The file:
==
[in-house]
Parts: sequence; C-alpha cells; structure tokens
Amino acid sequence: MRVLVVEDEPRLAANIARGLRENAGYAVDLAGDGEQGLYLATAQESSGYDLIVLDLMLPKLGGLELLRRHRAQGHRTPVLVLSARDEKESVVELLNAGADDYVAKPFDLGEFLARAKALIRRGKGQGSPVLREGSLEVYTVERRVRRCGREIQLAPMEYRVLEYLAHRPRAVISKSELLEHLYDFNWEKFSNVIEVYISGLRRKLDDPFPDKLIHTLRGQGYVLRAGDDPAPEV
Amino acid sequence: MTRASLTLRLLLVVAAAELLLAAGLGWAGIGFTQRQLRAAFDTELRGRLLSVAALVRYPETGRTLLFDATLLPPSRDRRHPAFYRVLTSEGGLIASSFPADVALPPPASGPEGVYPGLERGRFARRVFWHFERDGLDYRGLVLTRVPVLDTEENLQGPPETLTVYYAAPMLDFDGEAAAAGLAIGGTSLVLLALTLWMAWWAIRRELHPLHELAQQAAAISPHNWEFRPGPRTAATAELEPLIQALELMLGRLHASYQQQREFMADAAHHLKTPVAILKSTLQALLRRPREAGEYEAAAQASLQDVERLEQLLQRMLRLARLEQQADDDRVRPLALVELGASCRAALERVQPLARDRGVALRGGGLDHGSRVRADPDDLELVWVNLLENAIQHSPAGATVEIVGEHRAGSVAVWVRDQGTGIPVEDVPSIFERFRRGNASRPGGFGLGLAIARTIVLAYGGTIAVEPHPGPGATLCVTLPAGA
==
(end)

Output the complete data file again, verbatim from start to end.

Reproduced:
[in-house]
Parts: sequence; C-alpha cells; structure tokens
Amino acid sequence: MRVLVVEDEPRLAANIARGLRENAGYAVDLAGDGEQGLYLATAQESSGYDLIVLDLMLPKLGGLELLRRHRAQGHRTPVLVLSARDEKESVVELLNAGADDYVAKPFDLGEFLARAKALIRRGKGQGSPVLREGSLEVYTVERRVRRCGREIQLAPMEYRVLEYLAHRPRAVISKSELLEHLYDFNWEKFSNVIEVYISGLRRKLDDPFPDKLIHTLRGQGYVLRAGDDPAPEV
Amino acid sequence: MTRASLTLRLLLVVAAAELLLAAGLGWAGIGFTQRQLRAAFDTELRGRLLSVAALVRYPETGRTLLFDATLLPPSRDRRHPAFYRVLTSEGGLIASSFPADVALPPPASGPEGVYPGLERGRFARRVFWHFERDGLDYRGLVLTRVPVLDTEENLQGPPETLTVYYAAPMLDFDGEAAAAGLAIGGTSLVLLALTLWMAWWAIRRELHPLHELAQQAAAISPHNWEFRPGPRTAATAELEPLIQALELMLGRLHASYQQQREFMADAAHHLKTPVAILKSTLQALLRRPREAGEYEAAAQASLQDVERLEQLLQRMLRLARLEQQADDDRVRPLALVELGASCRAALERVQPLARDRGVALRGGGLDHGSRVRADPDDLELVWVNLLENAIQHSPAGATVEIVGEHRAGSVAVWVRDQGTGIPVEDVPSIFERFRRGNASRPGGFGLGLAIARTIVLAYGGTIAVEPHPGPGATLCVTLPAGA